Brihadeshwara temple at Thanjavur
- The origins of the Dravida style can be observed in the Gupta period.
- The earliest examples include 7thcentury rock-cut shrines at Mahabalipuram and a developed structural temple, the Shore Temple at the same site.
- Finest examples are Brihadeshwara temple at Thanjavur, built about 1010 by Rajaraja 1, & temple at Gangaikondacolapuram, built about 1025 by his son Rajendra Chola.
- Subsequently, a number of successive court enclosures, each with its own gateway (Gopurams), were added.
- By the Vijayanagar period (1336–1565) the Gopurams had increased in size so that they dominated the much smaller temples inside the enclosures.
Sub Styles of Dravida Temples
- They introduced the concept of enlarged high enclosure walls and more decoration on these high enclosure walls and Gopuram’s.
- Sculpture or motif of supernatural horses was used very frequently.
- They also introduced the concept of secular buildings (Example-Lotus Mahal).
- Typically Vijaynagar period structures in the temple are the Amman Shrine (male deity of temple)
- The Nayakas rose on the fall of Vijayanagara empire
- The most famous architectural landmark of this period is the Meenakshi- Sundareswara temple at Madurai.
- The great temple complex has actually two shrines; the first one dedicated to Shiva as Sundareswara and the second one to his wife Meenakshi.
- Have all the features of Dravidian style with an additional prominent feature known as ‘Parakram’s
- Prakram’s are huge Corridore’s along with roofed ambulatory passageways. It served to connect various parts of temple while enclosing certain areas.
- Intricate carvings are seen all across the temple walls.
- The large tank set slightly off the axis to the main temple is another impressive feature of the temple.
- Surrounded by steps and a pillared portico, the tank was used for ritual bathing.
- MADURA STYLE or ARCHITECTURE OF THE NAYAKS
- The culmination of the Dravidian style is to be seen in the period of the Nayak Rulers of Madurai who continued the building style and technique of the Pandyas and improved on it. The notable features of the Nayak architecture are the hundred pillared mandapas, the lofty gopurams embellished with figures in their minute detail, the closed prakarams with huge pillars on either side, the beautiful corbel brackets as in Ramanatha temple in Rameshwaram and full-sized figures of animals and riders on rearing horses in the Srirangam temple.
- Mandapa, Srirangam Temple
- The best examples of this style is seen in the temples of Madurai and surrounding areas. The Madura style as it is called is marked by high concentric boundary walls around the temples, intervening courtyards called prakarams which contain pillared halls, store rooms, other smaller shrines and square water tanks for ritual baths. The tank is surrounded by a pillared cloister and has steps leading down to the water.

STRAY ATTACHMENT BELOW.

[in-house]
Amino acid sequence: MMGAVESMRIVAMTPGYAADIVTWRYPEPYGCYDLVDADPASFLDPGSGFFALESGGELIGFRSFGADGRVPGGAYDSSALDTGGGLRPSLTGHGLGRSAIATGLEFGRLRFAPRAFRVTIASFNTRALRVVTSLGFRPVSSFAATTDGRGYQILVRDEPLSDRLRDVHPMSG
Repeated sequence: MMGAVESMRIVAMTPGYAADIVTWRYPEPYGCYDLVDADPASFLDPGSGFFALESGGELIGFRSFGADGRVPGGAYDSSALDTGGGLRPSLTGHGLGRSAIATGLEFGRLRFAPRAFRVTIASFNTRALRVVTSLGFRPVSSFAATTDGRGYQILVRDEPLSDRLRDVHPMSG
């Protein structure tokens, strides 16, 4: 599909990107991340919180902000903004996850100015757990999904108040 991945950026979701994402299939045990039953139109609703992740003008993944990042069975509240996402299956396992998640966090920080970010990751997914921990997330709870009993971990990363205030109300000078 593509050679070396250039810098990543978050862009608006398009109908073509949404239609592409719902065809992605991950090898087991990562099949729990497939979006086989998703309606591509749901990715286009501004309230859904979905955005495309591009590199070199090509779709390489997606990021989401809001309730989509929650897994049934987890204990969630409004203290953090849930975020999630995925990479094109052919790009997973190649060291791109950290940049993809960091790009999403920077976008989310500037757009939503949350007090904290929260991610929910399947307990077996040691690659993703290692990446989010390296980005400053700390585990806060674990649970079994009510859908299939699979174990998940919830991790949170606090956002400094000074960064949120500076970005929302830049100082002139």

- East Gate, Meenakshi Temple, Madurai
- Famous temples of this type are the temple of Vishnu or Ranganath at Srirangam near Tiruchirapalli, the Shiva temple at Chidambaram and the temple at Rameshwaram.
- The Meenakshi Temple at Madurai built by the Nayak Rulers is the most beautiful example of 17th century style of temple architecture. Containing two separate sanctuaries – one dedicated to Sundareswara and the other to his consort, Meenakshi, the temple is a massive structure and is enclosed by four walls with four large gopurams. The gopuram of nine storeys is ornamented with elaborate sculptures. On the top is a vaulted roof. A water tank in front and large pillared halls are its other features.
- The Rameshwaram temple has richly carved pillared corridors.
Chola Sculpture: NATRAJ
- Shiva’s dancing position is associated with the end of the cosmic world
- Shiva has been shown balancing himself on his right leg and suppressing the apasmara, the demon of ignorance or forgetfulness, with the foot of same leg.
- Shiva raises his left leg in bhujangtrasitastance, which represents tirobhava that is kicking away the veil of maya from the devotee’s mind.
- His four arms are outstretched and lower right hand is posed in Abhayahastamudra
- The upper right hand hold & Damaru
- The upper left hand is held in dola hasta and connects with the Abhaya hasta of the right hand.
- His Hair flocks fly on both the sides touching the circular jwala mala or the garland of flame, which surrounds the entire dancing figuration.
Vesara Style/Chalukya Style/Karnataka Style
- This style has features of both Nagara and Dravidian style.
- It consists of two principle components like Dravidian style i.e. Vimana & Mandap.
- Departing from Dravidian style it does not have covered ambulatory around the sanctum.
- Example: Lad Khan temple at aihole, Temples at Badami, Virupaksha temple – Pattadakal, Hoysala temples at Karnataka